GB: There is no doubt at all that the reason Kenneth was so sensitive, was that his younger sister Shirley has often been the victim of custard pies throughout her long and varied political career. Many is the occasion on which one has come across the...


NP: Gyles was speaking as the whistle went, and he's in the lead at the end of the round, one ahead of Peter Jones. And Kenneth Williams and Derek are trailing a little. And Peter your turn to begin, the subject, future inventions. Will you tell us something about that in the game starting now.

PJ: I would like to think that among the new inventions of the future, one would be included which would render useless and inoperable the... invention...


NP: Kenneth Williams.

KW: Ah hesitation.

NP: I agree Kenneth, so you take over the subject of future inventions and there are 48 seconds left starting now.

KW: I hope that among future inventions there will be one for stopping the grapefruit juice, or the lemon, going into your eye when you poke it! Because I've often had the occasion when that's gone on. And it's resulted in the most awful pain, you know, because it's a kind of stingy effect, isn't it. The other thing they ought to invent too, is non-slip steps, so that when you go down them, you don't fall over. And when you go up...


KW: Oh I said go! Who challenged?

NP: Gyles Brandreth, sitting beside you.

KW: Very sharp! Isn't he. Very sharp.

NP: Yes, very sharp, isn't he, yes. So Gyles you've got in with a correct challenge and 23 seconds on future inventions starting now.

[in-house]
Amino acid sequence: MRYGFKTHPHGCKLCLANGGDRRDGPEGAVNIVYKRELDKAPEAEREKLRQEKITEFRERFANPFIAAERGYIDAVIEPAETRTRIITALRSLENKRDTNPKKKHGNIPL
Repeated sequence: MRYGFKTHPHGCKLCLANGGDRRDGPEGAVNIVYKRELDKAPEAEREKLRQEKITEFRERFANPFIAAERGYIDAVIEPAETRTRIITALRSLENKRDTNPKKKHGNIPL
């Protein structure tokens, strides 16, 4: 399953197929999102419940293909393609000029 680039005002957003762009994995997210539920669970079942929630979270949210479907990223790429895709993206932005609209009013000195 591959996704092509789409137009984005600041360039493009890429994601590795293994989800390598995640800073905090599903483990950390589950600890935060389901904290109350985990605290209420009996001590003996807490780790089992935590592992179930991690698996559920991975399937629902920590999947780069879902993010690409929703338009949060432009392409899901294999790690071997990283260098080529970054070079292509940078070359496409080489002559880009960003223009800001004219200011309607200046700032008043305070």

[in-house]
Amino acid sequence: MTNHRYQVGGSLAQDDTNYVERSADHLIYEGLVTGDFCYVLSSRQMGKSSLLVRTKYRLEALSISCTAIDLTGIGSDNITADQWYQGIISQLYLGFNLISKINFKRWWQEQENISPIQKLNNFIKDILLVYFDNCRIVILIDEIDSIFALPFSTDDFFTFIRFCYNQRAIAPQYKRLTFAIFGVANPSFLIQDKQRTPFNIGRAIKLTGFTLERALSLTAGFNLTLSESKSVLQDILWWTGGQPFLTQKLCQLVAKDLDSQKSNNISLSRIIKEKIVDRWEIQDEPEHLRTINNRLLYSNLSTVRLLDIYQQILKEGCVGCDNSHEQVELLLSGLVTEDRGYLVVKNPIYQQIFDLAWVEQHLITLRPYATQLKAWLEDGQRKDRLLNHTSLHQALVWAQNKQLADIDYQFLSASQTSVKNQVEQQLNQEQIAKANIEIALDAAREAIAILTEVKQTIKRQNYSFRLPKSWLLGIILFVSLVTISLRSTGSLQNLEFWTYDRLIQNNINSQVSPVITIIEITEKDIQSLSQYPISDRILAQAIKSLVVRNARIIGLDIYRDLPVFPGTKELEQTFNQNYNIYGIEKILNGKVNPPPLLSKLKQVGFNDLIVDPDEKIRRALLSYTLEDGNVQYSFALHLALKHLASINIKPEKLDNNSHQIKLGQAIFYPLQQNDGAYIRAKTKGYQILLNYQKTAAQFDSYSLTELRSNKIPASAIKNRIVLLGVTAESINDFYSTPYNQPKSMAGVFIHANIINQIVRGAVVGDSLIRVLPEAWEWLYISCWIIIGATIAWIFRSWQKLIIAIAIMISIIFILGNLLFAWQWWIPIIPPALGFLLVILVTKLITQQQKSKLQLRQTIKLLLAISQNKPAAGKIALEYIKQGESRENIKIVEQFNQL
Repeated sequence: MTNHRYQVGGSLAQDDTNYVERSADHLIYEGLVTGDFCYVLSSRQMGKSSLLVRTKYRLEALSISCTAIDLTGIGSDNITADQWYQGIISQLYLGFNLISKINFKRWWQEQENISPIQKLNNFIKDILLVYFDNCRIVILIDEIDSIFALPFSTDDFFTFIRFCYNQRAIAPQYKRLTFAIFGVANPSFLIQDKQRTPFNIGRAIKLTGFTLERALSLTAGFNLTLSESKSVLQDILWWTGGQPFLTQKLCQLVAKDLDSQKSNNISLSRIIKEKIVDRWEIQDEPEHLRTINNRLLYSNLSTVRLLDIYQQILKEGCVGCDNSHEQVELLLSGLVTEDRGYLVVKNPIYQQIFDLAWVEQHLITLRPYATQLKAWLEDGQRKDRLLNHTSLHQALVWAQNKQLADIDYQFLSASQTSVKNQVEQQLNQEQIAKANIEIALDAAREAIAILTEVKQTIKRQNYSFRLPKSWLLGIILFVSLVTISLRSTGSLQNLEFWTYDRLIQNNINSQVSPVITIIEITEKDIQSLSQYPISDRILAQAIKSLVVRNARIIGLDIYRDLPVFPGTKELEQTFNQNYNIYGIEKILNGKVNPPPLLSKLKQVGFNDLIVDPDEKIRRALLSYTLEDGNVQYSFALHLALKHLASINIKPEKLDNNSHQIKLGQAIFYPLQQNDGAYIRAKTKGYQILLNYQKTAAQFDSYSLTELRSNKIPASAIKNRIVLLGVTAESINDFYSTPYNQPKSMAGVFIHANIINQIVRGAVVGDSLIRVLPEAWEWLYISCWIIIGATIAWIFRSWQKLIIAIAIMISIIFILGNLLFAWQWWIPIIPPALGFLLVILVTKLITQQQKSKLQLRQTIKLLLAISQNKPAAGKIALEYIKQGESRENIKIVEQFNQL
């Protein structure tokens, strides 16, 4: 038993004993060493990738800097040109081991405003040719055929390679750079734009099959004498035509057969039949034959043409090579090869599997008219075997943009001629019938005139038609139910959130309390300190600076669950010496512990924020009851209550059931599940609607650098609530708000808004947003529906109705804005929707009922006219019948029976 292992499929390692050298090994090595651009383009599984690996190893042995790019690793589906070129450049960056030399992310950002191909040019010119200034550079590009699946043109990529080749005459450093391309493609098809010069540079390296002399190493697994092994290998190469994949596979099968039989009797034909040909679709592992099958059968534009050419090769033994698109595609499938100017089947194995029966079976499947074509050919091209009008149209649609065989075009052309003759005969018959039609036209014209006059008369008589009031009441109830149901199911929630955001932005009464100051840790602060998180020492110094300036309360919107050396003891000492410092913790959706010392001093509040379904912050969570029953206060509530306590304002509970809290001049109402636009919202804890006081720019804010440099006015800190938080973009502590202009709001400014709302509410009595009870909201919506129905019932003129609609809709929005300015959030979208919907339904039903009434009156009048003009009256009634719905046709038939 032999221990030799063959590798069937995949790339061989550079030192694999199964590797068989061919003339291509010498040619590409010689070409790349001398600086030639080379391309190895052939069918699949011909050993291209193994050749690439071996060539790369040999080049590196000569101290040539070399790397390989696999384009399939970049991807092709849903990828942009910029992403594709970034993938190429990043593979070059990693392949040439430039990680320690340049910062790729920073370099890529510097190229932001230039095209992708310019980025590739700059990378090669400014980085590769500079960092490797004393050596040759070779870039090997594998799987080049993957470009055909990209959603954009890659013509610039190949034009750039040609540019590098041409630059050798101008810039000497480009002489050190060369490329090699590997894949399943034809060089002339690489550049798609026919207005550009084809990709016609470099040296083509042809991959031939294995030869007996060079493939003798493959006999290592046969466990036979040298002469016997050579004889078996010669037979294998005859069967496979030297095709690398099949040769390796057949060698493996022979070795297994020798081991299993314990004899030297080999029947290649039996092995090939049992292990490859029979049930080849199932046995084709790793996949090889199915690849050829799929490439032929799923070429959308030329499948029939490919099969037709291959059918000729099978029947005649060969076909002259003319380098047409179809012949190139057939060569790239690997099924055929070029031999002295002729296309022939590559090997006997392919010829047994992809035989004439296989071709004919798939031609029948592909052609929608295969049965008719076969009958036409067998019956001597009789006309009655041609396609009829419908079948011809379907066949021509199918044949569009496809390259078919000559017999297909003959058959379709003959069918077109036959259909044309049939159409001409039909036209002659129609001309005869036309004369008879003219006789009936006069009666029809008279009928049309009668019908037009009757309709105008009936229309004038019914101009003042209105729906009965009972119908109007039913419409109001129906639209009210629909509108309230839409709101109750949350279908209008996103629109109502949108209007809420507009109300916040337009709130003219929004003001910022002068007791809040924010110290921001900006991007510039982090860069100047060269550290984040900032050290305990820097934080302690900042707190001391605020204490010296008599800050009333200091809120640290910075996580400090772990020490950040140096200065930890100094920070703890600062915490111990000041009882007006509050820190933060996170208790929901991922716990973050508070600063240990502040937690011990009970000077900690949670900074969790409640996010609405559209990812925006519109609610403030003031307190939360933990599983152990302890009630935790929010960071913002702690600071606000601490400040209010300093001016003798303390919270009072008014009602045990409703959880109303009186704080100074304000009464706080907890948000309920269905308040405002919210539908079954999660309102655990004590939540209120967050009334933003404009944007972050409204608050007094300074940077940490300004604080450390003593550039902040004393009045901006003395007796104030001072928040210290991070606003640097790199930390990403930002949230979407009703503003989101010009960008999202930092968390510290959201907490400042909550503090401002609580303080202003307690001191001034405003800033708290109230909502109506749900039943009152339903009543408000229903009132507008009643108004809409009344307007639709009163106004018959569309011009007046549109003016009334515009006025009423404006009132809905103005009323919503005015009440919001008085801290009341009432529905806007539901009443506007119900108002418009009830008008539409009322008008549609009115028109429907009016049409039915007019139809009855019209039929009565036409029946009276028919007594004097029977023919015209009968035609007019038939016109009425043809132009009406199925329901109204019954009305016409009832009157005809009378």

NP: Kenneth Williams challenged.

KW: Hesitation.

NP: Hesitation yes. He doesn't get going straight away. Twenty-one seconds on future inventions Kenneth starting now.

KW: (in full camp voice) And the other invention that I would like very much to see is one that allows you to levitate without ever having to bother about traffic jams. And you could simply rise above it, so to speak, and you'd never be caught up in any entanglements of any kind. And thus you would reach your destination...


NP: So Kenneth Williams...

KW: I hope I didn't sound affected there!

NP: No you just sounded normal!

KW: Oh! Only I was trying to drag it out so I could win, you see.

NP: Yes...

KW: I will be quite honest with you, that is my, that is my aim here.

NP: Is it? You've come all the way from Great Portland Street to win! Well it doesn't always show by results Kenneth! We look upon the value that you contribute. And you're in third place, you got some points in that round, but you haven't caught up with Peter Jones and Gyles Brandreth yet. And Gyles begins the next round, the subject, bloomers. Will you tell us something about those in the game Gyles starting now.

GB: To many people, bloomers are verbal slips such as when the Field Marshal addresses the officer, and says "ah captain, I see you're playing with your privates"!